Fontainebleau High School in Mandeville wrapped up their fall production of The Sound of Music on Friday evening.
“This is the last opportunity that the seniors will be in my show. The spring show is directed by my partner,” said Jeff Polito, theater teacher at Fontainebleau and Southeastern alumni. “They’ve spent four years here. Our program gets really tight. They get close to each other, and they get close to us. So it’s kind of an emotional experience, but they’re going to do a great job tonight, and it’s because of that relationship they have built.”
Seniors Shelby Duhé and Lizzie Duhon agreed friendship is their favorite part of theater.
“All walks of life come together. We just bond over this one thing,” said Duhé , who played Maria.
“Everyone is so different, but yet there are common grounds. It’s so nice to find,” said Duhon, who played Mother Abbess.
Approximately 50 students, including cast and crew, worked on this production. However, the growing theater department at Fontainebleau is close to 90 students.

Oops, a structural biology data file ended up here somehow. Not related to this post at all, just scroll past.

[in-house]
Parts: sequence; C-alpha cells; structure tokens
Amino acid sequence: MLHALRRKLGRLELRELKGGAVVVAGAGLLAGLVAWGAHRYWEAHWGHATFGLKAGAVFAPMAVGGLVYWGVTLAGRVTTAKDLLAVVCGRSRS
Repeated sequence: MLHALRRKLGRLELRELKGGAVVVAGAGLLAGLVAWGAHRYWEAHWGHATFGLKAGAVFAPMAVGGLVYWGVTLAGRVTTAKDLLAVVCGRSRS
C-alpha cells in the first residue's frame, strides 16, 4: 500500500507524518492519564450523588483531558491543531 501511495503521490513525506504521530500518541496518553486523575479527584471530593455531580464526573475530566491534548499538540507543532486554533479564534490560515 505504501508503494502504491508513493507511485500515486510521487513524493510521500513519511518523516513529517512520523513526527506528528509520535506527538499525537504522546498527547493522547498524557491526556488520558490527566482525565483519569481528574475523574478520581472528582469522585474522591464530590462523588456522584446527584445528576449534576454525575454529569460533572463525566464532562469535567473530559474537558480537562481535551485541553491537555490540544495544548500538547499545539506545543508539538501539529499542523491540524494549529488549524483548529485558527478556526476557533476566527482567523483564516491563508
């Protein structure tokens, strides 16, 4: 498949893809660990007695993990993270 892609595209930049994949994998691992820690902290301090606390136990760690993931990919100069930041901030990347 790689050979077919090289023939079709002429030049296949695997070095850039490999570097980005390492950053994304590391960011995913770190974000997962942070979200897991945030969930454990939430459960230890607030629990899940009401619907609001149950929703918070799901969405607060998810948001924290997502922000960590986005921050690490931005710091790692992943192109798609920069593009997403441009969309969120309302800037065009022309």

When Polito came to the theater department in 2005, the auditorium seating over 500 had only been built a year prior. Over 100 students were interested in using that auditorium to build a theater program.
“That first year of kids kind of set the tone for what was coming. Every year, it just got better,” Polito said. “By the time we started putting the posters on the wall and hanging the t-shirts and showing history, the kids come over and realized there is 12 years of history here. They’re standing on the shoulders of giants, and they want that.”
In the dressing rooms of the auditorium, head shots of past students are hung on the walls.
“They come in as freshman, and all they think about is how can I get my face on that wall? We keep setting the bar higher, and they keep wanting to hit it,” Polito said.
The eight week process of preparing for the Sound of Music production brought new challenges for the students.
“When we’ve done musicals in the past, they haven’t been the classical, old time ones. It’s a lot of pressure because a lot of people know it so well. But they know the movie version. We aren’t doing the movie version, we are doing the stage version,” Duhé said.
However, the show still managed to draw in a decent crowd for the entire week.
“We had great crowds. We didn’t have an absolute sell out, but we were close,” Polito said. “One of the biggest compliments we get, which is always the one that makes me so happy is ‘It didn’t look like we were seeing a high school play.’ When they say that, that’s when I know we are doing something right.”